Waves Abbey Road Saturator


    Using this saturator, we add perfect high-frequency material to a sound.

    Emulating the effect of the Abbey Road signal chain, this saturation plugin includes tube saturation and solid-state console saturation. It also gives you the possibility of parallel processing and the ability to choose the proportions of processed and original sound.

    Waves Aphex Vintage Aural Exciter

    Aphex is a very aggressive saturation plugin, but it also perfectly adds high-frequency material to the sound.

    However, if you use it, be very careful, and for a better result, use a parallel channel for the saturation.

    We usually apply Aphex to sounds that, for some reason, are not bright at all. It could happen, for example, because of poor recording quality. Let’s say we have in a session a track with hats that are very dark and have all their material lower than 5 kHz. In this case, we use the Aphex Vintage saturation plugin in the AX mode, overload input and output for new harmonic waves, and then remove everything under 5 kHz.

    This way, we create the upper part of a sound that has only low-frequency material. We can then work with this upper part separately and adjust it.

    Berzerk Distortion

    Waves Berzerk is one of the extremely aggressive distortion plugins and can’t be used on a regular basis in mixing because it works more like distortion FX.

    It provides producers and mastering engineers with tools to create all kinds of intense, punchy, and aggressive distortion. We use it only when the style and individuality of the song we mix require such effects.

    Channel strip plugins

    The following plugins are soft, and using them, we add creative and a distinct texture to the sound. We encourage you to experiment with them as well.

    For channel strip plugins our first choice includes:

    • Waves NLS Non-Linear Summer
    • Slate digital channel strip plugin
    • UAD Channel strip plugins like Manley Tube Preamp and API Vision Channel Strip

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      Use saturation wisely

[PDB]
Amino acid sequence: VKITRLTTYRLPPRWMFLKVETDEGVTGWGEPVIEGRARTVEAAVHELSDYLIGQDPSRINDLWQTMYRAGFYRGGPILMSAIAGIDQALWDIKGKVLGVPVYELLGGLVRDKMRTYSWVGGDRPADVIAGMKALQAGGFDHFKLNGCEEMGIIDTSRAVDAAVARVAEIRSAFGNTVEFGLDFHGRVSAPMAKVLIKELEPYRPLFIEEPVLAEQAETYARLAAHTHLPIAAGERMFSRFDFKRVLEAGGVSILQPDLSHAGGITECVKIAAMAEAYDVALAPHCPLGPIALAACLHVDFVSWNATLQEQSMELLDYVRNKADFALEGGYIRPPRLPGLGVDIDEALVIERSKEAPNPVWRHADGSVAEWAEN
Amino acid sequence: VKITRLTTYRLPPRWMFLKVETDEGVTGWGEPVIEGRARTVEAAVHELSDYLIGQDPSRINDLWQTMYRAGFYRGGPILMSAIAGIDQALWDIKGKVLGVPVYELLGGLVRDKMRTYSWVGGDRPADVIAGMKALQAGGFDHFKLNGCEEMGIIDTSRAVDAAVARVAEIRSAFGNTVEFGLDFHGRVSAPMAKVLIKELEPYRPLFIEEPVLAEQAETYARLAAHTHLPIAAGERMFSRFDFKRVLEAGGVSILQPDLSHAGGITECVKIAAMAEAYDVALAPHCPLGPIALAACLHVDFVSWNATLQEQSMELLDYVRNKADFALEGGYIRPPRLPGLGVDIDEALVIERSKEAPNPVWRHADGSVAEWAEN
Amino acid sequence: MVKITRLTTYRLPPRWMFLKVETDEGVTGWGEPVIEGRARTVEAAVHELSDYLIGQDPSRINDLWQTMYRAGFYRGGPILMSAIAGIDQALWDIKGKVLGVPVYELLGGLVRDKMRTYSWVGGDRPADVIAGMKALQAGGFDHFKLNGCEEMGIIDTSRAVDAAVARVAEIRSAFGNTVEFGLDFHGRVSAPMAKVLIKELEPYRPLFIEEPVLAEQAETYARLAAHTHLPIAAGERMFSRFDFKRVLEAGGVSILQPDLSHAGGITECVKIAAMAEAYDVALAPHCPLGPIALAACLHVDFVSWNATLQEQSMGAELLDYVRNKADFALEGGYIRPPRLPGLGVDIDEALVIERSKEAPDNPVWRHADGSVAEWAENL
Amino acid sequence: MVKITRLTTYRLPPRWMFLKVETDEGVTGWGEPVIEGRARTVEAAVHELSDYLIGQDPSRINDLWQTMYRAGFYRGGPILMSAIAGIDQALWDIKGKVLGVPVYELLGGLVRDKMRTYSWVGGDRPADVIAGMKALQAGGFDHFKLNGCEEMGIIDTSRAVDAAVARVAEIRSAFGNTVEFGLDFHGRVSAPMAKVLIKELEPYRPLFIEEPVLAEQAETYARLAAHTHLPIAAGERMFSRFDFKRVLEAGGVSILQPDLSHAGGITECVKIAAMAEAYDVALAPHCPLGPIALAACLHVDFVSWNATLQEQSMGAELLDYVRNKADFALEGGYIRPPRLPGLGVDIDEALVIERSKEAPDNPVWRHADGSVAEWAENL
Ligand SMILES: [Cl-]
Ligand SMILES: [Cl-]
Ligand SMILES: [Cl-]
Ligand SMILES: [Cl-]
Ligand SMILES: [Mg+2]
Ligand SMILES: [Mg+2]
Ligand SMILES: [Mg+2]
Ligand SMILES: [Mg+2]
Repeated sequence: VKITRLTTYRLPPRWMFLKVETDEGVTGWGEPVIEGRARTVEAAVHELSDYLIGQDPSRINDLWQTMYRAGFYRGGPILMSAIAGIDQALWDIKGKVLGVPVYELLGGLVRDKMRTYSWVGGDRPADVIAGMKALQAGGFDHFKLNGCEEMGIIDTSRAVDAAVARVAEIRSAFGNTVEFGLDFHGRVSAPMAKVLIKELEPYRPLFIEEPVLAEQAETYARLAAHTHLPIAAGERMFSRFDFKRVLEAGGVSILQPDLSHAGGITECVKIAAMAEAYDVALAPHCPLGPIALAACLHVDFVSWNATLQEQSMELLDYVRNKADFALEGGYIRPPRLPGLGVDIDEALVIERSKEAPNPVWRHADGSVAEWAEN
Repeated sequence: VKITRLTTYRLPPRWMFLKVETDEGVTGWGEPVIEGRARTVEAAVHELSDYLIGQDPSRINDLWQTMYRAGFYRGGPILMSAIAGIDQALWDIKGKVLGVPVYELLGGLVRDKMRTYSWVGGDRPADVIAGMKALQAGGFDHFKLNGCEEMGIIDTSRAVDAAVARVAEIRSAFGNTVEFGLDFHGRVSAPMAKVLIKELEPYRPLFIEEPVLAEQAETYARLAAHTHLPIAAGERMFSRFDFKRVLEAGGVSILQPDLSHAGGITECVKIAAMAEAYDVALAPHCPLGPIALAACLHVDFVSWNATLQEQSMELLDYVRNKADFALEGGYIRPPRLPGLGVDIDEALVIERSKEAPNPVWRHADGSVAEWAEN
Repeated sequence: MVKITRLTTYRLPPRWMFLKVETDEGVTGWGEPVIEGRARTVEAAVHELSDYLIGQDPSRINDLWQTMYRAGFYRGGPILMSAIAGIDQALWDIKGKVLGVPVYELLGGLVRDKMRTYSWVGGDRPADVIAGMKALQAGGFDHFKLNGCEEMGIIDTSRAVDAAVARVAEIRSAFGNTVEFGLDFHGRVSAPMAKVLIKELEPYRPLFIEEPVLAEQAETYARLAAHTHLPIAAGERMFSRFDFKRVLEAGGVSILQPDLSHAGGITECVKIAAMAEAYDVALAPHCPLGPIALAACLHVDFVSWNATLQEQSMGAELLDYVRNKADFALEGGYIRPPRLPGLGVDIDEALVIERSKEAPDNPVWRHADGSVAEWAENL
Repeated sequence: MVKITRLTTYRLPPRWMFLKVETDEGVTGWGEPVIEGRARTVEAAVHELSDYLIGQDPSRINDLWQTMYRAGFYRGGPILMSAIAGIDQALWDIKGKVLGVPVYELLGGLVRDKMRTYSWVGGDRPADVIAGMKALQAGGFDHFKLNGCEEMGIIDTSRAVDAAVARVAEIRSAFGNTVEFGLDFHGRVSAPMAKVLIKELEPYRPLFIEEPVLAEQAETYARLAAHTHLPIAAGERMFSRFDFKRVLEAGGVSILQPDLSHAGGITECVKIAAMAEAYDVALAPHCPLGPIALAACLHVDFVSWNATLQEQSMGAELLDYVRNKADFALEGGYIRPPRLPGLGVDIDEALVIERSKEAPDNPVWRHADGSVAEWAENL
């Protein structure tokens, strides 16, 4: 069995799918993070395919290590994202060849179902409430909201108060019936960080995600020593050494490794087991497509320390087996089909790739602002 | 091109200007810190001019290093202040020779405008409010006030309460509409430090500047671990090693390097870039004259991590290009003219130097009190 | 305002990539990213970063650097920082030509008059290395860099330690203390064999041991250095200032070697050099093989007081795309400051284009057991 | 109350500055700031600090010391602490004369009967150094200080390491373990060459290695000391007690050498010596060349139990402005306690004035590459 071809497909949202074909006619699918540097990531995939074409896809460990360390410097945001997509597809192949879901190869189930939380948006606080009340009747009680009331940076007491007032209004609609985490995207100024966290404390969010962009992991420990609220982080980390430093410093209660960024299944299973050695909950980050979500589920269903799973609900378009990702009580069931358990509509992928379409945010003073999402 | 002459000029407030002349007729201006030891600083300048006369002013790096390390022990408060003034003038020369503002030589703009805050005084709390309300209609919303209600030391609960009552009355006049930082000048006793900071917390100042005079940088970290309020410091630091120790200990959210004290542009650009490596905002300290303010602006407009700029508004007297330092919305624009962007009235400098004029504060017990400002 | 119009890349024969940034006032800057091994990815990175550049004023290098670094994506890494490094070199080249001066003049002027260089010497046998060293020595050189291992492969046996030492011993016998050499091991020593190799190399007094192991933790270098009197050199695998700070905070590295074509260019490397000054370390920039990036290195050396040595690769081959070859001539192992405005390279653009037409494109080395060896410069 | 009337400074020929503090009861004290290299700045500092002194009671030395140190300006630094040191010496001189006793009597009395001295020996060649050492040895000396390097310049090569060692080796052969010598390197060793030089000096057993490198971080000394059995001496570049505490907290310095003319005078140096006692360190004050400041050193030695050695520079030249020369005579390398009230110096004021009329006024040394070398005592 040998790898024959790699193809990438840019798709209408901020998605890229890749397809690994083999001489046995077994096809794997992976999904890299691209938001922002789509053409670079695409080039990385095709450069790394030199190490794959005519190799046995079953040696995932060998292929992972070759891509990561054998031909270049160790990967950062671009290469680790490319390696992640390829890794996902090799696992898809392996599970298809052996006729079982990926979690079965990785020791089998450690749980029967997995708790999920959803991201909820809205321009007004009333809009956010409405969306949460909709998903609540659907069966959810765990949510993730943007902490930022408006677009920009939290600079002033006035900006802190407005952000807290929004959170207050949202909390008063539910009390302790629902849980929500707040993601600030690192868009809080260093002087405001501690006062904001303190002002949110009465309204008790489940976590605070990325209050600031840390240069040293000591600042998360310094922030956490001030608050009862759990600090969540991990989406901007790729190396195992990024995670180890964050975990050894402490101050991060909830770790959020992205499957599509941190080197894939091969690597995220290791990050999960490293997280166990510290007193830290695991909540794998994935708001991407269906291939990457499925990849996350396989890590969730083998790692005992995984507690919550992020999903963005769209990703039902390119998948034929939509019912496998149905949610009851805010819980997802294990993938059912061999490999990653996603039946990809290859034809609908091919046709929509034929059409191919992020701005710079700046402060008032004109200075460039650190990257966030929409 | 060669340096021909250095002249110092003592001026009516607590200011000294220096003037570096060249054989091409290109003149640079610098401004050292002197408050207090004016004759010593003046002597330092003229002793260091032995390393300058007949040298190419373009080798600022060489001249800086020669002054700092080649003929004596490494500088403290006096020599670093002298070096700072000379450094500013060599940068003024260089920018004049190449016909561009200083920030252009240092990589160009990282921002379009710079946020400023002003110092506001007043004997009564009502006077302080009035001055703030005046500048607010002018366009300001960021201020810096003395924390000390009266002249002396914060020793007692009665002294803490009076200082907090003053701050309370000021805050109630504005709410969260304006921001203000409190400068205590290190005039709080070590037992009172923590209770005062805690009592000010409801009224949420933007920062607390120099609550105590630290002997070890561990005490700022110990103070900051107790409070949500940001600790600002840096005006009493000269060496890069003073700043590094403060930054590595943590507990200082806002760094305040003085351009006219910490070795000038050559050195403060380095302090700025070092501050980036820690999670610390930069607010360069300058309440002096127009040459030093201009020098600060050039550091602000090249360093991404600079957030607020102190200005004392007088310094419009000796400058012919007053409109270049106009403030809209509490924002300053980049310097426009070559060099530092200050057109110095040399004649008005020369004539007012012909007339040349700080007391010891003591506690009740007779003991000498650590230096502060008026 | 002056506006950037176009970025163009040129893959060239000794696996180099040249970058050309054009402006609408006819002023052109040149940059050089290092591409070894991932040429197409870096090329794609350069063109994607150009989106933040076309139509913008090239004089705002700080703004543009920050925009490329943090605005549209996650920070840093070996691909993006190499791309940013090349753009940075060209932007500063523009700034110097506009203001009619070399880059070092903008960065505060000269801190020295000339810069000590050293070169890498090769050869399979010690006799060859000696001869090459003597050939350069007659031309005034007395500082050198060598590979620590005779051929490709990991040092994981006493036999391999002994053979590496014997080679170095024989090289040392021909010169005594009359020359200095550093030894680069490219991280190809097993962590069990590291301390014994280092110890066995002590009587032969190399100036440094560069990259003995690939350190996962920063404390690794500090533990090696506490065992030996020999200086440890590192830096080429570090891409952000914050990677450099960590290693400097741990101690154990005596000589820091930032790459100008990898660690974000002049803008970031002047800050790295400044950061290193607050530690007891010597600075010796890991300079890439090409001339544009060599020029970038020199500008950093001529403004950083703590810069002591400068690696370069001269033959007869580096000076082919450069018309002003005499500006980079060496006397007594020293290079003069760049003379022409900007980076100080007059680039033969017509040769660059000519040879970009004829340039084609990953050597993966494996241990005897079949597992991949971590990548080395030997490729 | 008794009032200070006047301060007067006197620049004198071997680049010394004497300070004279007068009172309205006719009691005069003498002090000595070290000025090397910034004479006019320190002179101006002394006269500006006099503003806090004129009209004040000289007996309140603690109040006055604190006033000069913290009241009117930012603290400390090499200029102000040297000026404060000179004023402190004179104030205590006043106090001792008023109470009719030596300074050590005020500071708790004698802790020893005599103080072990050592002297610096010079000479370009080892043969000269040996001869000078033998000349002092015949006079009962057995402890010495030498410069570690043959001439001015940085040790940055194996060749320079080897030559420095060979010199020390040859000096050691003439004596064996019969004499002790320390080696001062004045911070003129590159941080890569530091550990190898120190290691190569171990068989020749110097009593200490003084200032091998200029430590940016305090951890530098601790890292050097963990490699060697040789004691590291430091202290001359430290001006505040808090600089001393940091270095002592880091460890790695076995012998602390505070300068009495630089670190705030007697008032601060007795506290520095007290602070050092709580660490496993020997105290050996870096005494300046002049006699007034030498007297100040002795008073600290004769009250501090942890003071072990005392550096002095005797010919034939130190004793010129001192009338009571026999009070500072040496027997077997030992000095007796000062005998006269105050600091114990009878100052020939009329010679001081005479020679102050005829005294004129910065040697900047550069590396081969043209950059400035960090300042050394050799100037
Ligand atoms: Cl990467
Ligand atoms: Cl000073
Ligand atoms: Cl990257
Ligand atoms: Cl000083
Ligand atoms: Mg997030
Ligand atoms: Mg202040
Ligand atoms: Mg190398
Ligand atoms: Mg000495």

You cannot create a great hit mix these days without saturation plugins. In this article, we discussed the plugins we use most often in our Major Mixing studio. However, as you understand, we never use all of them in one mix.

      As always in mixing, you need to have in mind the sound you want to receive and know how you are going to do it. Saturator plugins are like any other tool you use to achieve your goal. It’s not just randomly turning the saturation knob, the mix knob, the drive knob, and other settings in the hope of suddenly hearing the perfect effect; you need to be wise with all the plugins, and saturation plugins are not an exception to this rule.

      To create a great mix, you’ll need only two or three saturators, like, for example, one really functional plugin like FabFilter Saturn, your choice of a tape emulation, and maybe Aphex or Abbey Road Saturator if necessary.

      Create your hits with Major Mixing

      It’s not a secret that the music industry today makes it hard for new, rising artists to survive. You need to create a lot of material, promote yourself, and grow your audience. And nothing of that is possible if your mixes lack modern qualities and don’t sound fresh, amazing, and interesting.

      Your songs must grab 100% of the listener’s attention from the first seconds, and the main steps in creating modern, high-quality sound are mixing and mastering.

      If you are not sure that your songs are mixed and mastered at the highest industry level, we are here for you. At our Major Mixing studio, we gathered professional audio engineers with many years of experience. We have worked on big industry projects and are closely watching all the tendencies and industry requirements.

      We are here to give your future hits a high-quality, modern, and professional sound. Contact us now, we are the help you need to release professional music and grow your career.